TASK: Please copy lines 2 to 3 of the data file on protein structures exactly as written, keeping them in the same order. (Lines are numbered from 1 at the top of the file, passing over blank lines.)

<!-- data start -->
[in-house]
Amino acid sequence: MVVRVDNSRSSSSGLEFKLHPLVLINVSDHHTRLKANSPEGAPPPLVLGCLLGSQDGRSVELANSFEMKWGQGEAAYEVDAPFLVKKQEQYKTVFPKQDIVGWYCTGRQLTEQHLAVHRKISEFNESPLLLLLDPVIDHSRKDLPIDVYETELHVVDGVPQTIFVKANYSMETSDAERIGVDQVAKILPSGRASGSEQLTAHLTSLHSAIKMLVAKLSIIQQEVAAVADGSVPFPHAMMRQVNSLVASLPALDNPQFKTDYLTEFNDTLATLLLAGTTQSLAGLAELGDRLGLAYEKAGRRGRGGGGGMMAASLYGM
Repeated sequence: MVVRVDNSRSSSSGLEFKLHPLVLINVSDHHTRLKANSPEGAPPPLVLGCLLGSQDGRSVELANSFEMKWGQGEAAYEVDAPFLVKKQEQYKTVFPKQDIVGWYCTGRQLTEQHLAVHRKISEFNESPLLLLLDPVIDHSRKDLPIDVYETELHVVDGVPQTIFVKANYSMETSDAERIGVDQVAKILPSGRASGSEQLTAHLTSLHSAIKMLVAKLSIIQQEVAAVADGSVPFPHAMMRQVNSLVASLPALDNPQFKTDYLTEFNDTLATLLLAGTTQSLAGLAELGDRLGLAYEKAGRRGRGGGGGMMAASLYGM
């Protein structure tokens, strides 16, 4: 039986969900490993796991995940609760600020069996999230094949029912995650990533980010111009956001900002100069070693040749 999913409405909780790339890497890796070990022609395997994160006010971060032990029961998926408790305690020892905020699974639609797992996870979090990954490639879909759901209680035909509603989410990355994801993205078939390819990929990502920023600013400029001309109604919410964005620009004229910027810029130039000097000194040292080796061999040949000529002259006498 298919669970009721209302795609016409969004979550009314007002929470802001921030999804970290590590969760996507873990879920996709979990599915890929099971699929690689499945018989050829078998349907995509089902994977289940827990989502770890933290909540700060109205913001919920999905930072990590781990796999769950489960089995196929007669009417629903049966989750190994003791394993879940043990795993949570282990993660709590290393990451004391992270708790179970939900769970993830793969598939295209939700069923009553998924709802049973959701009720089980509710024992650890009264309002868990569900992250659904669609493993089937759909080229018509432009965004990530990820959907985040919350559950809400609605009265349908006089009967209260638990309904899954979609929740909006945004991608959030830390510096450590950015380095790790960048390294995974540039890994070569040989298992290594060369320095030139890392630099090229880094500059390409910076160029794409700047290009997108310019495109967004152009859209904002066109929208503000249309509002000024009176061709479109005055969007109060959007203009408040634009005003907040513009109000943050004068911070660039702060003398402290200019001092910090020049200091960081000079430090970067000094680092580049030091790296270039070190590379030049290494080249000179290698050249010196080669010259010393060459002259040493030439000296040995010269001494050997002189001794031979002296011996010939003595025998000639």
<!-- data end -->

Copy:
Amino acid sequence: MVVRVDNSRSSSSGLEFKLHPLVLINVSDHHTRLKANSPEGAPPPLVLGCLLGSQDGRSVELANSFEMKWGQGEAAYEVDAPFLVKKQEQYKTVFPKQDIVGWYCTGRQLTEQHLAVHRKISEFNESPLLLLLDPVIDHSRKDLPIDVYETELHVVDGVPQTIFVKANYSMETSDAERIGVDQVAKILPSGRASGSEQLTAHLTSLHSAIKMLVAKLSIIQQEVAAVADGSVPFPHAMMRQVNSLVASLPALDNPQFKTDYLTEFNDTLATLLLAGTTQSLAGLAELGDRLGLAYEKAGRRGRGGGGGMMAASLYGM
Repeated sequence: MVVRVDNSRSSSSGLEFKLHPLVLINVSDHHTRLKANSPEGAPPPLVLGCLLGSQDGRSVELANSFEMKWGQGEAAYEVDAPFLVKKQEQYKTVFPKQDIVGWYCTGRQLTEQHLAVHRKISEFNESPLLLLLDPVIDHSRKDLPIDVYETELHVVDGVPQTIFVKANYSMETSDAERIGVDQVAKILPSGRASGSEQLTAHLTSLHSAIKMLVAKLSIIQQEVAAVADGSVPFPHAMMRQVNSLVASLPALDNPQFKTDYLTEFNDTLATLLLAGTTQSLAGLAELGDRLGLAYEKAGRRGRGGGGGMMAASLYGM